Learning is such a fun process. Why do we make it such a drudgery? Why do we link learning to fear- fear of failure, fear of punishment? I see the joy Aadyaa takes in discovering each new fact, each new formula (Udai was the same in pre-school) and in contrast, I see Udai starting to get bogged down by the compulsions of learning, and starting to somewhat lose the excitement to discover new ideas. There must be a good way to keep excitement levels high through middle and senior school! Technology, perhaps, could be a good tool, but I see school hesitate to go that way for various reasons.
Thinking back, I found some subjects painful, especially in grades 11 and 12, but now I see the lethargy was either because of poor quality teaching or too many distractions and I’m none the worse for that short phase. For the most part, I have found learning a lot of fun and continue to do so. In fact, I can learn and study all my life! On that note, let me get back to my work….a part of which is trying to find flexible ways to pursue a PhD in migration and urban planning.
Ok, I managed to click a few pics of what she is upto….here you go!
‘Small Remedies’ by Shashi Deshpande. I just finished it today and I must say it has completely absorbed me for the past few days. Such fine insights into how we think, and particularly about the many fears and insecurities we harbor and how much we lie to ourselves.
A line of thought that particularly struck me- that ultimately we only want to keep away the negatives from our life; everything we do is about that. But the thing is, disaster, misery, disappointment and many other negatives await us, round the corner. Of late, I’ve caught myself having irrational fears at the strangest moments. I miss a call from home and I wonder if my child is unwell. Rahul doesn’t call at the end of a flight and I wonder….the more you have invested in certain relationships, the more you fear for the ones you love.
I am aware of the pointlessness of fear. I really want to break out of these cycles of negativity. Reading the book made me realize that we hold on to the fears because we perceive it as a proof of our love, because we seek our own attention through it, because we are ashamed to express these fears and let them out of our system. We feed on our fears and become objects of pity in our own eyes. Yes, its ridiculous, but life is very strange.
I guess it is important to reinforce the positives in your life. I’ve taken to doing that every time I experience negative emotions. I tell myself to enjoy all the good stuff while it is there. Life is short. Its good to live the moment, take the pleasures on offer and move on. For not moving on is the only option we do not have.
Aadyaa’s been unwell and clingy for a week. She and me suffered the same infection, so it’s been draining out for both of us. Yesterday, she threw a tantrum and wiggled out of school. This morning, we were relieved when she was bright and chirpy and raring to go.
Happily, she hopped and skipped her way to the bus stop, after negotiating that she would come back home by car and that mum (that’s me!) would come to get her. The big, white bus draws near us and stops. She’s smiling, but it’s a frozen sort of smile. Kids climb in. Udai and his friend Anisa wait, wanting to help Aadyaa by letting her get on before them. Then she freezes. I carry her inside, the parent on bus duty offers to seat her next to him, the conductor and others speak kind words. But nothing works, nada. Before I understand what is happening, she and me are off the bus. I wave it away and stand there, defeated, dazed.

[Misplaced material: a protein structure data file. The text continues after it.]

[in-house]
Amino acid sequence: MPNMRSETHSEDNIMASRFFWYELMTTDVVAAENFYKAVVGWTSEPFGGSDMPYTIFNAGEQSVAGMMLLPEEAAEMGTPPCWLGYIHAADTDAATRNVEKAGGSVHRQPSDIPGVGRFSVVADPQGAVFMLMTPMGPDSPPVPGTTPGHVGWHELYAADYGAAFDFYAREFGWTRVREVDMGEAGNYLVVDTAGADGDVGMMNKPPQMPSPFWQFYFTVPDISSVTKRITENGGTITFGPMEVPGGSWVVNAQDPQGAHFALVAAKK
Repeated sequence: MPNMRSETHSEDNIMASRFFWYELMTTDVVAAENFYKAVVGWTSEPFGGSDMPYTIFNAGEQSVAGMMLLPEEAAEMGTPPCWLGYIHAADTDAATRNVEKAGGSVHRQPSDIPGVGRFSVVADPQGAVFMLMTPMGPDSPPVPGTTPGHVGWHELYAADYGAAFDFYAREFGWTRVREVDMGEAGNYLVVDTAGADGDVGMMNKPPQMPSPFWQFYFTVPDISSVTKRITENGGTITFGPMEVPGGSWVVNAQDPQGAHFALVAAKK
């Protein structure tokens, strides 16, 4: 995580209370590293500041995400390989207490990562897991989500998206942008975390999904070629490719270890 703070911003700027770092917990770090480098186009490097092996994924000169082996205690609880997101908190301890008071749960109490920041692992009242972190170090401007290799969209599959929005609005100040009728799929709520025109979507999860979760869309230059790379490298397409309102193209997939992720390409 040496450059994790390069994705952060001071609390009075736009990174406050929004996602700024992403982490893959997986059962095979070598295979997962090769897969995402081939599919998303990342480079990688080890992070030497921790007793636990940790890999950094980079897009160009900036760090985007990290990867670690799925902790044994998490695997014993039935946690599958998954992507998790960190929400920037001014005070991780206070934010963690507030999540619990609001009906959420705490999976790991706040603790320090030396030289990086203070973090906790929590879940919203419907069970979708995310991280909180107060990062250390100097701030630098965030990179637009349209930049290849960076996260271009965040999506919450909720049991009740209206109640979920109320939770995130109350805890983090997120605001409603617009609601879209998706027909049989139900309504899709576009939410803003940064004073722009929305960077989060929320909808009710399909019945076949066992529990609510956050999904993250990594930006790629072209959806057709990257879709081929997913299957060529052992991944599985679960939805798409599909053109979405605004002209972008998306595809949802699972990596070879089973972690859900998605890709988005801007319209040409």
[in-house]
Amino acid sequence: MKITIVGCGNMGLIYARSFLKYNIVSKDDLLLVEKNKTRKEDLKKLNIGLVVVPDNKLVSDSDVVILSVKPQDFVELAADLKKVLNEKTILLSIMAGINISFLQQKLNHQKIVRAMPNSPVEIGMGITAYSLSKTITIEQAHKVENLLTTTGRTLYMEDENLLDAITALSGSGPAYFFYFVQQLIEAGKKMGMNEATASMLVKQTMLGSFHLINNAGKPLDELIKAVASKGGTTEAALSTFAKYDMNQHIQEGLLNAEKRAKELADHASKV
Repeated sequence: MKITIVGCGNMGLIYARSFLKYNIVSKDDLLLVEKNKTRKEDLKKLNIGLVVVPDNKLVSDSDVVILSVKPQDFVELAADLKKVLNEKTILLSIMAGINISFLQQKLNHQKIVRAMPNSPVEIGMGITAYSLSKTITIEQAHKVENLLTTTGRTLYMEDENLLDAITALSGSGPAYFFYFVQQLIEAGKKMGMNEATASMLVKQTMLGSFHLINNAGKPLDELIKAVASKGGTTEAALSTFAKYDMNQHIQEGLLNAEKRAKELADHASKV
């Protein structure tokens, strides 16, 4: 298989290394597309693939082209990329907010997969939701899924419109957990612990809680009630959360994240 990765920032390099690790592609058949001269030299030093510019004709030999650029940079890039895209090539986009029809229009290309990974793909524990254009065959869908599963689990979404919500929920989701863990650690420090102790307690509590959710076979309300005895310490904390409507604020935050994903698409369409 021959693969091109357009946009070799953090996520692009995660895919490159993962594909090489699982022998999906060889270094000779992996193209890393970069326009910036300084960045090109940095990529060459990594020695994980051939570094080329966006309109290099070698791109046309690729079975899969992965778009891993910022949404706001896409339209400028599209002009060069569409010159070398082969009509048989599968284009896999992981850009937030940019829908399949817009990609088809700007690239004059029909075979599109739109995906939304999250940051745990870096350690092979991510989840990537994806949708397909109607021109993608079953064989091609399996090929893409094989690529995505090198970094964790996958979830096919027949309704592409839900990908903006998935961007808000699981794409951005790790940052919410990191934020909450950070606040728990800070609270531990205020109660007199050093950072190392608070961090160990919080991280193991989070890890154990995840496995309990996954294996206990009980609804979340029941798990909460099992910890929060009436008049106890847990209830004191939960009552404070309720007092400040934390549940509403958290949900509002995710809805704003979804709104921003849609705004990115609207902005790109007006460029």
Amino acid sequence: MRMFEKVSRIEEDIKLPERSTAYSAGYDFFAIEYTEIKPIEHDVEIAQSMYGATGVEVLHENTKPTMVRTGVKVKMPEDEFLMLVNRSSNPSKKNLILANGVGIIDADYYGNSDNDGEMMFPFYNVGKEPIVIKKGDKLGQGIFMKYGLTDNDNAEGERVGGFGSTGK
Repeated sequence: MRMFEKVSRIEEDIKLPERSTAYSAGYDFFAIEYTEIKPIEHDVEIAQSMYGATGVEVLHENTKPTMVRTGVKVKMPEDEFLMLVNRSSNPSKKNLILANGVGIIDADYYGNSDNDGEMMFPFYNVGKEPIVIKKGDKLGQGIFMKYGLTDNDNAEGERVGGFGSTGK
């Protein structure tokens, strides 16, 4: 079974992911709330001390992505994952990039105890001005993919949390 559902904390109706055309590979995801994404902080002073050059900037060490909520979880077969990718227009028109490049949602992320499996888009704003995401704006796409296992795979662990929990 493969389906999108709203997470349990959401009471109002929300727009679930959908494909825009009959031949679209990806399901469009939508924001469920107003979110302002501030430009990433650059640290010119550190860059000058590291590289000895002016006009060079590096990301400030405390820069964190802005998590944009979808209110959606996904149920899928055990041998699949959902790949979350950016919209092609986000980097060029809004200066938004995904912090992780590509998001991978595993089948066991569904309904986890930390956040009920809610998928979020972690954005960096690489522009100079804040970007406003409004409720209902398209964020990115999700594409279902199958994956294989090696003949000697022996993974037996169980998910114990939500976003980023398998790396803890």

Moments later, panic sets in. I know I can’t afford to let her miss another day of school. She has missed many days, there have been holidays in between and every passing day off school is making her feel awkward and maladjusted at the thought of facing schoolmates and teachers, distanced and out of sorts with any sort of regular routine (it us weeks and weeks to get her started at school, that’s the history!).
So there are hot words, trauma and we manage to rush and drop her to school. More clinginess, loads of patient handling (I swear I have no idea where those kind words came out of, all I felt like doing was howling!) and finally, she let me go. Its four in the afternoon now, and the clinginess has persisted after I picked her up and got her home. I have barely been able to go to the loo! Have managed to be at my computer only with great difficulty.
If I am so traumatized by Aadyaa’s clinginess, what must be her state of mind to be so clingy in the first place? I do understand there is some deep sense on insecurity, an inability to deal with changes in her life, that manifests in her wanting to keep her parents always before her eyes.
And me? Why am I so impacted by her behavior? I’ve been thinking about it the past few days and I see how hopelessly intertwined my ambitions, need for space and my expectations of support from my family are. I see her clinginess as another form of fetters; I lose hope that I will ever be free; free to be creative, free to follow my dreams, free to be me.
It’s a scary thought, to realize that I see my children in this way. I don’t want to think like this, but I cannot control my thinking either. I take a deep breath. I say to myself; this too, shall pass. And I remind myself that this world, its crazy pace, its pressure, the beckoning of fame and riches, the ego, is all an illusion. In reality, I am but a speck of dust.